Press Marketing

7 Google Analytics Reports That Show How Your Blog is Really Performing

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When you log into Google Analytics, what do you look at?

Chances are you see something like the image above that shows you how many people are currently on your blog.

Well, that was easy to guess because that’s the report Google Analytics gives you once you log in. 😉

But which reports do you look at on a regular basis?

I bet you look at two main reports…

The “Audience Overview” report and the “Acquisition Overview” report.

audience overview

Sure, every once in a while, you may dive into your top pages or the specific organic keywords that drive your traffic. But even if you do that, what are you actually doing with the data?

Nothing, right?

Don’t beat yourself up over it because most content marketers just look at reports and numbers and do little to nothing with the data.

If you want to figure out how to grow your blog and, more importantly, your revenue from your blog, there are 7 reports that you need to start looking at on a regular basis.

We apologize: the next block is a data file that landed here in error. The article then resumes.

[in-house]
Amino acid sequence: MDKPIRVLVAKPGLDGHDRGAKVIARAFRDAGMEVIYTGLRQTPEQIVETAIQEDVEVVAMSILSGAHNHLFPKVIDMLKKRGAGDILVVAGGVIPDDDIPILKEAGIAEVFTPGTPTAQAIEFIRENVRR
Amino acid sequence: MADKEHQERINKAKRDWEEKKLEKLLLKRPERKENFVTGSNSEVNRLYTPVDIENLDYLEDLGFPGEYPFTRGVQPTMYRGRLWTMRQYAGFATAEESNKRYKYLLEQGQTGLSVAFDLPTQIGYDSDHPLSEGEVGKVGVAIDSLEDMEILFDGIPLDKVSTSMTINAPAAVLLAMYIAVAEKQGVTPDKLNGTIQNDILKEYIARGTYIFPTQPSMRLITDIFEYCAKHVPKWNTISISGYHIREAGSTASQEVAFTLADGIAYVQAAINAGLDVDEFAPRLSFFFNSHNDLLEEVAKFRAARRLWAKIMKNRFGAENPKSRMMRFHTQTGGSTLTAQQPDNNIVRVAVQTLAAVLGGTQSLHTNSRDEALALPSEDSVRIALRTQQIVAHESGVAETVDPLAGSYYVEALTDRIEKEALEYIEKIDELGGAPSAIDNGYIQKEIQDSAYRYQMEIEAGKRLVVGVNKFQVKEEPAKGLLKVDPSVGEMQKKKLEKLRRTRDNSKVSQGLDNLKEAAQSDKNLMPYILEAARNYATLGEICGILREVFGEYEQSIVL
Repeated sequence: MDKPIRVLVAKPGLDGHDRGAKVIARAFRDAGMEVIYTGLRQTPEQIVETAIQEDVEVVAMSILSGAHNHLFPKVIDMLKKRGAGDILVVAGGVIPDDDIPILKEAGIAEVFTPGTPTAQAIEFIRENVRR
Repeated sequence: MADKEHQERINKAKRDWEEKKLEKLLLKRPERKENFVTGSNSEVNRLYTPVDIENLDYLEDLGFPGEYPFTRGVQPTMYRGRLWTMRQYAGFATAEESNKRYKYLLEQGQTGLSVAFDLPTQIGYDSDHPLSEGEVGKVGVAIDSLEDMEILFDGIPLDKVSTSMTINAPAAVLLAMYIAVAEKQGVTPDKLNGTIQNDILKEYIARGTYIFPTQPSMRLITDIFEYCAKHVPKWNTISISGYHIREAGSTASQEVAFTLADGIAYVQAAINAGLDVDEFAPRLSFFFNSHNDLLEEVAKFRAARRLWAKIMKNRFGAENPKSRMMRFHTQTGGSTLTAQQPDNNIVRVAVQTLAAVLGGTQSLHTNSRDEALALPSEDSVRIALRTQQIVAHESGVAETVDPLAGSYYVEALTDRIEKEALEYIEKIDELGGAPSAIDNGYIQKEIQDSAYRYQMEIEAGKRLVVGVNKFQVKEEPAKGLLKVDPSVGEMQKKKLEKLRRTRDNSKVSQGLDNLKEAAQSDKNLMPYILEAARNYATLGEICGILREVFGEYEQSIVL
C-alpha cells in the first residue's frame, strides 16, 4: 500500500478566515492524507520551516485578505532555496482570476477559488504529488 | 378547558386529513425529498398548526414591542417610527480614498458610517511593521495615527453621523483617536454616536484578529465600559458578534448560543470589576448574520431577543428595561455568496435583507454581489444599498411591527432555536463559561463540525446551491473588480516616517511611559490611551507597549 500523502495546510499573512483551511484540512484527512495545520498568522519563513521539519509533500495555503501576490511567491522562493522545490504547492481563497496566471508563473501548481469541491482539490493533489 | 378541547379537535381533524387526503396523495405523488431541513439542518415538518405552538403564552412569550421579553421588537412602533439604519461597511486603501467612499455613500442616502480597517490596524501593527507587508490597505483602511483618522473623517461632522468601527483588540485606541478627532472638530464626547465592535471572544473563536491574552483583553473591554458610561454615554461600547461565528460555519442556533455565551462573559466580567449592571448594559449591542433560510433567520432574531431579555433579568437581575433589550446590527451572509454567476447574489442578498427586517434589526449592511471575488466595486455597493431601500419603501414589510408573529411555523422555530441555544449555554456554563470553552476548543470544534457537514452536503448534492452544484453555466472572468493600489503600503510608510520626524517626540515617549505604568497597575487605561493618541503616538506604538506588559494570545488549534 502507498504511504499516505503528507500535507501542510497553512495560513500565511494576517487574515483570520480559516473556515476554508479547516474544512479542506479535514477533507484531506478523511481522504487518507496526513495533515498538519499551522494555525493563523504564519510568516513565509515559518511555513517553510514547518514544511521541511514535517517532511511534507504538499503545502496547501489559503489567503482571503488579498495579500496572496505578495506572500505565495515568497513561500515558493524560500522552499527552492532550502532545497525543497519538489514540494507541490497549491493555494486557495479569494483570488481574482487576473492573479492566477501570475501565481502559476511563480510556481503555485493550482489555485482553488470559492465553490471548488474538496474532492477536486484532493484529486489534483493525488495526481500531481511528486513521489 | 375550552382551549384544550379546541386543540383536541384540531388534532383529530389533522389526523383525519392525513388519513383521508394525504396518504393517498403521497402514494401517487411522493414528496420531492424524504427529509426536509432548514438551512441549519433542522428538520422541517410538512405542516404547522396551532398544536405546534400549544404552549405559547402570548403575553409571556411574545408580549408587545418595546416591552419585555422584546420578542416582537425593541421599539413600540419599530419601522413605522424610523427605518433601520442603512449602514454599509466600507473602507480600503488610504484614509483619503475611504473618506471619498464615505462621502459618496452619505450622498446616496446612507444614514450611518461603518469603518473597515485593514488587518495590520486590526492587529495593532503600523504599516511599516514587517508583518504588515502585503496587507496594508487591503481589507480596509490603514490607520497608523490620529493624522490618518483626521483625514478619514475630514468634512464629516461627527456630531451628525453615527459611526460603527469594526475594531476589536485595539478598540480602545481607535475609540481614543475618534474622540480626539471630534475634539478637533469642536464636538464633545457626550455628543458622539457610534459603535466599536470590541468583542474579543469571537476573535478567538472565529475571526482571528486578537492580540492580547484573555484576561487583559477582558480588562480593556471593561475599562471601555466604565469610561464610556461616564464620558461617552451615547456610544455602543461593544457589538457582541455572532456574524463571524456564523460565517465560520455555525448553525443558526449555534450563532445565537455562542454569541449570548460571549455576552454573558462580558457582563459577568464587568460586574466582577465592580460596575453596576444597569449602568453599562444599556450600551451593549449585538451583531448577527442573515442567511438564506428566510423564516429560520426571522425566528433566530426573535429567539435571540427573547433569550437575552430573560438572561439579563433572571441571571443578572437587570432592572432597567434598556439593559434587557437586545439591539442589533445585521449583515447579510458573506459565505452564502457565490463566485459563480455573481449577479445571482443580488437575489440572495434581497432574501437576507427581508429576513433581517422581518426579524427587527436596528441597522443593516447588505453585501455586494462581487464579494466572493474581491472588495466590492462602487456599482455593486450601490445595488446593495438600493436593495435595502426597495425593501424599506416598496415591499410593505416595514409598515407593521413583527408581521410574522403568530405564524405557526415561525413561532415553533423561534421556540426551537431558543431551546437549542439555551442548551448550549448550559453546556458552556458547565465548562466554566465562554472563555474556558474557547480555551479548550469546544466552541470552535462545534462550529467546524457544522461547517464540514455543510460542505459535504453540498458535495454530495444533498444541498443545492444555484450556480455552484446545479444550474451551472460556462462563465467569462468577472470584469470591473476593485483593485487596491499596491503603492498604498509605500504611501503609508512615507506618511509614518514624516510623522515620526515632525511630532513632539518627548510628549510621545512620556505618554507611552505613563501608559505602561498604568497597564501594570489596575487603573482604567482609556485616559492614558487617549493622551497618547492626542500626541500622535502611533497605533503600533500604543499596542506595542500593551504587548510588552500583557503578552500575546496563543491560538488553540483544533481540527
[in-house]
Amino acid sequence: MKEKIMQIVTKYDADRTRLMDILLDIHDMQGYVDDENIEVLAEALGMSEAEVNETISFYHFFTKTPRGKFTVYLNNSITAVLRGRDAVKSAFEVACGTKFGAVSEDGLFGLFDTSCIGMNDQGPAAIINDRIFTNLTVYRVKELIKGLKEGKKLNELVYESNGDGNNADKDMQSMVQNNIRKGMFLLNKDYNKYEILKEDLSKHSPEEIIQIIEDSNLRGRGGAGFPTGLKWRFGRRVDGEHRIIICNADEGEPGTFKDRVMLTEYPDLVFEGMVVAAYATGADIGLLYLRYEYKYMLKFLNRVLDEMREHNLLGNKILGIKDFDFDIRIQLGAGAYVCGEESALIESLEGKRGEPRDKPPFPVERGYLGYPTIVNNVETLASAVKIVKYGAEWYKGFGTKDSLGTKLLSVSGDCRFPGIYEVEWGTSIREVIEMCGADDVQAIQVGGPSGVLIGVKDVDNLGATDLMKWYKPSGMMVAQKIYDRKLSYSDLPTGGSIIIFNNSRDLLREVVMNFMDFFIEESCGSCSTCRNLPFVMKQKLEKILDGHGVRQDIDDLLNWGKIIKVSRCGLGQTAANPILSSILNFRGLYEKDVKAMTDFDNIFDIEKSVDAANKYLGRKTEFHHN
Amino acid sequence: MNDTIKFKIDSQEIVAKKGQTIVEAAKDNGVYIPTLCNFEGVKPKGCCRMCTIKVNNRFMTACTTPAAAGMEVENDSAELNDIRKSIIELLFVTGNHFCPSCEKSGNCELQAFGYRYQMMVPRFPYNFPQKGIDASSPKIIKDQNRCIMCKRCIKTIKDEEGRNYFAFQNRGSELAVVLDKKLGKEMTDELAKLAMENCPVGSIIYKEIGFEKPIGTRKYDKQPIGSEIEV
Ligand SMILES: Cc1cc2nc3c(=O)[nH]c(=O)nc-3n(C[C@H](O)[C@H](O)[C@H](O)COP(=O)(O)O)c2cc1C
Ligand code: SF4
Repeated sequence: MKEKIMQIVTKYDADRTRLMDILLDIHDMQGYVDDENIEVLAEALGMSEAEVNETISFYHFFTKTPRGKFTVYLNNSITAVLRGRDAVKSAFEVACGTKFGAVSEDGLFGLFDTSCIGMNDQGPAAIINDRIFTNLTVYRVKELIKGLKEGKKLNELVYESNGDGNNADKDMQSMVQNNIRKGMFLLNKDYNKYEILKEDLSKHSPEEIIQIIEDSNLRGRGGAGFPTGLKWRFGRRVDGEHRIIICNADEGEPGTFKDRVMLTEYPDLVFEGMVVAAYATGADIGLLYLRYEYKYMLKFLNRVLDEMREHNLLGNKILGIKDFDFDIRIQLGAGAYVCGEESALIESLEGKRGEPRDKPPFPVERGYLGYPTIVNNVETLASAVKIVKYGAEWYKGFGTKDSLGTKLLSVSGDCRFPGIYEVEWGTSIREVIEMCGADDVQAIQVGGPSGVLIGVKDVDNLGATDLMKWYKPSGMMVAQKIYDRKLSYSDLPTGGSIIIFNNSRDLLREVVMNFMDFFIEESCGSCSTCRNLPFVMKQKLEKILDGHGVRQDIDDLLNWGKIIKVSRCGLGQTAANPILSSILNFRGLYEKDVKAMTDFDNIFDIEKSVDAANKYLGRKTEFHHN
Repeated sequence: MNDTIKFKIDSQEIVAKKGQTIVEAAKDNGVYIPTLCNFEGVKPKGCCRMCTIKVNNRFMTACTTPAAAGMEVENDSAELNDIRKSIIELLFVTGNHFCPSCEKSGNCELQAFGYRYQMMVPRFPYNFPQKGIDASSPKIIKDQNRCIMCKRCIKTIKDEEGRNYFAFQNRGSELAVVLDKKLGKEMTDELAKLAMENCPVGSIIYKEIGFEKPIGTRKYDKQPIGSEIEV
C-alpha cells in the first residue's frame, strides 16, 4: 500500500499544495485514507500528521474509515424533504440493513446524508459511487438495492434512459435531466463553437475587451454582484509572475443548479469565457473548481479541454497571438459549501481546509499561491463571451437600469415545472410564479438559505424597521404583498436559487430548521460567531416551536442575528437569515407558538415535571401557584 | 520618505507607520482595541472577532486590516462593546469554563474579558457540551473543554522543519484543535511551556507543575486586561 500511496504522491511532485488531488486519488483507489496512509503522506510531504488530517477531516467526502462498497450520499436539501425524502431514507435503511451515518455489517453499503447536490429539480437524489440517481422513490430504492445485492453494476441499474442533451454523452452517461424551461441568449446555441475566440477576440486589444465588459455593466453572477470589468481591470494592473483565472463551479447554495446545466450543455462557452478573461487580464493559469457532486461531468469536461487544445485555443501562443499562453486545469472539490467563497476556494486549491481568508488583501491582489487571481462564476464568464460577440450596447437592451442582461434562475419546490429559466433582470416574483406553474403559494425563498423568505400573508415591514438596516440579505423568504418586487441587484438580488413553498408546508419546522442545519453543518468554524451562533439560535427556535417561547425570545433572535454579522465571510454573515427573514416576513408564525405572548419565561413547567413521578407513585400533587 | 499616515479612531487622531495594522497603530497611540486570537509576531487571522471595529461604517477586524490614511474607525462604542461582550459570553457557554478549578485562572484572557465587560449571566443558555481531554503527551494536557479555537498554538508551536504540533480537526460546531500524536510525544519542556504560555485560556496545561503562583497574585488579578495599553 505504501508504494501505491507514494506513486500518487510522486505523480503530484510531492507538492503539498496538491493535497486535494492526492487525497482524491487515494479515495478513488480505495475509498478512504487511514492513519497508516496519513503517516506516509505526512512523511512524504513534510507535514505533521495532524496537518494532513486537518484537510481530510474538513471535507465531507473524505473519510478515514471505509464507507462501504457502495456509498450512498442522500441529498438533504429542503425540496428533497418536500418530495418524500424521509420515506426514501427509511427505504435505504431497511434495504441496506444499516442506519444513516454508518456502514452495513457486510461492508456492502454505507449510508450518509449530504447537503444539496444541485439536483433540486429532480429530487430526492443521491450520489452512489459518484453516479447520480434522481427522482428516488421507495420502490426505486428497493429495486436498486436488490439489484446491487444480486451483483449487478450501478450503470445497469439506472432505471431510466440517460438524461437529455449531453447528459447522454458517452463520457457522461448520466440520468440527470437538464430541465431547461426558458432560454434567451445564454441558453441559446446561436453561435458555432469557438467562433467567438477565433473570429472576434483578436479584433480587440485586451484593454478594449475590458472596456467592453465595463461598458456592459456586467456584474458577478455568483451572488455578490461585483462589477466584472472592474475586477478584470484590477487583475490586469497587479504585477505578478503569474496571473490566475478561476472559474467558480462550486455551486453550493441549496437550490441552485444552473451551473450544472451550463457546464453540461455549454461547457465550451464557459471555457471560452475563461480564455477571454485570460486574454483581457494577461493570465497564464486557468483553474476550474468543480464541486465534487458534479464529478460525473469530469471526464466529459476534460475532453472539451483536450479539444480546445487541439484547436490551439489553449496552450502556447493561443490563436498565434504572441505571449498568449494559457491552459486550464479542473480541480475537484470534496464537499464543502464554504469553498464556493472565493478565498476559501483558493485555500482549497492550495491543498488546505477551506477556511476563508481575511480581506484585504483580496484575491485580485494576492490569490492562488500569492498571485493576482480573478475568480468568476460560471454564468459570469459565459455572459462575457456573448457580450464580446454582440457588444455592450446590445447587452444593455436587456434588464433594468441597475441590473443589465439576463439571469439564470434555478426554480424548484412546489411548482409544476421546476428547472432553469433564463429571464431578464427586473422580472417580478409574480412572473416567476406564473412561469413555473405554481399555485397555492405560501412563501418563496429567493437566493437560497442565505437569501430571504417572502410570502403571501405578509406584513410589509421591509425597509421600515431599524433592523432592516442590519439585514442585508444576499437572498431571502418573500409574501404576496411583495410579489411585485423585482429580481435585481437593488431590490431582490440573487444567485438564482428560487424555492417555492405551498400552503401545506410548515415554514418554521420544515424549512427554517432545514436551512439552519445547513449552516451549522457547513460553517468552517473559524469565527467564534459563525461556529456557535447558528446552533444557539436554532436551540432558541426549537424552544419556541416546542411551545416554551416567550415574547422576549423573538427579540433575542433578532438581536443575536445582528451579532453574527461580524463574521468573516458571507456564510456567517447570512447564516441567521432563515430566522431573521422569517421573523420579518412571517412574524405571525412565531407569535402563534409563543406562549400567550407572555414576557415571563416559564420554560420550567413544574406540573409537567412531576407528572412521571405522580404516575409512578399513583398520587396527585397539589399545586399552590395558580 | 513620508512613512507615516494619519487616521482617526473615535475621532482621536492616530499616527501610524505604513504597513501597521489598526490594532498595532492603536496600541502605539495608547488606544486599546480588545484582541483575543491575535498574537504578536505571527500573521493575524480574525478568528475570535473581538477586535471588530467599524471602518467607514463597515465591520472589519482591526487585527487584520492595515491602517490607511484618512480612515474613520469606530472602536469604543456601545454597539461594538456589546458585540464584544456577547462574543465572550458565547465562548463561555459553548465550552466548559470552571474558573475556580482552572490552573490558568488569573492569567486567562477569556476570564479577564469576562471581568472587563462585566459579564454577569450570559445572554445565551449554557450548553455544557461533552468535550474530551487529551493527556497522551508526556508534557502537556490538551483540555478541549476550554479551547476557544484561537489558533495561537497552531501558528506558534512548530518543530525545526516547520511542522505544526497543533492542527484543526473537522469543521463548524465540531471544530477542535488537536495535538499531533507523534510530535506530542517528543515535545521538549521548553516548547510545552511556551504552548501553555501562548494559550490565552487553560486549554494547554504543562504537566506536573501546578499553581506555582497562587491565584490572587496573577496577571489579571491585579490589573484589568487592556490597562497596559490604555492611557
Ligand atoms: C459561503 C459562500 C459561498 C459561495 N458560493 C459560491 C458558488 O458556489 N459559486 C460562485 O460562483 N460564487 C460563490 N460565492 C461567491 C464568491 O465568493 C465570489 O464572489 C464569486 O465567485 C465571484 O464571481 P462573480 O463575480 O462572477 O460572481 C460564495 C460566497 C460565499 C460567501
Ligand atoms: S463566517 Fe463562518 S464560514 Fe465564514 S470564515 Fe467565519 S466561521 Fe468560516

Here they are and here is how you use them…

Report #1: Cohort Analysis

What do you think is easier to accomplish… get new visitors to your blog or getting your visitors to come back?

It’s easier to get people to come back to your blog, yet everyone focuses on new visitors.

I bet less than 99% of your blog readers turn into customers or revenue, so why not focus on getting those people back and eventually converting them?

Before we get into how to get people back to your blog, let’s look at how many people are returning to your blog.

Within the Google Analytics navigation, click on “Audience” and then “Cohort Analysis”.

Once you land on that report, you’ll see a graph that looks similar to this:

cohort graph

Under the “Cohort Size” drop-down menu, select “by week”. Under “Date Range”, select “Last 12 weeks”.

Once the data loads, you’ll see a table that looks something like this:

cohort table

What this table shows is the percentage of your visitors that come back each week.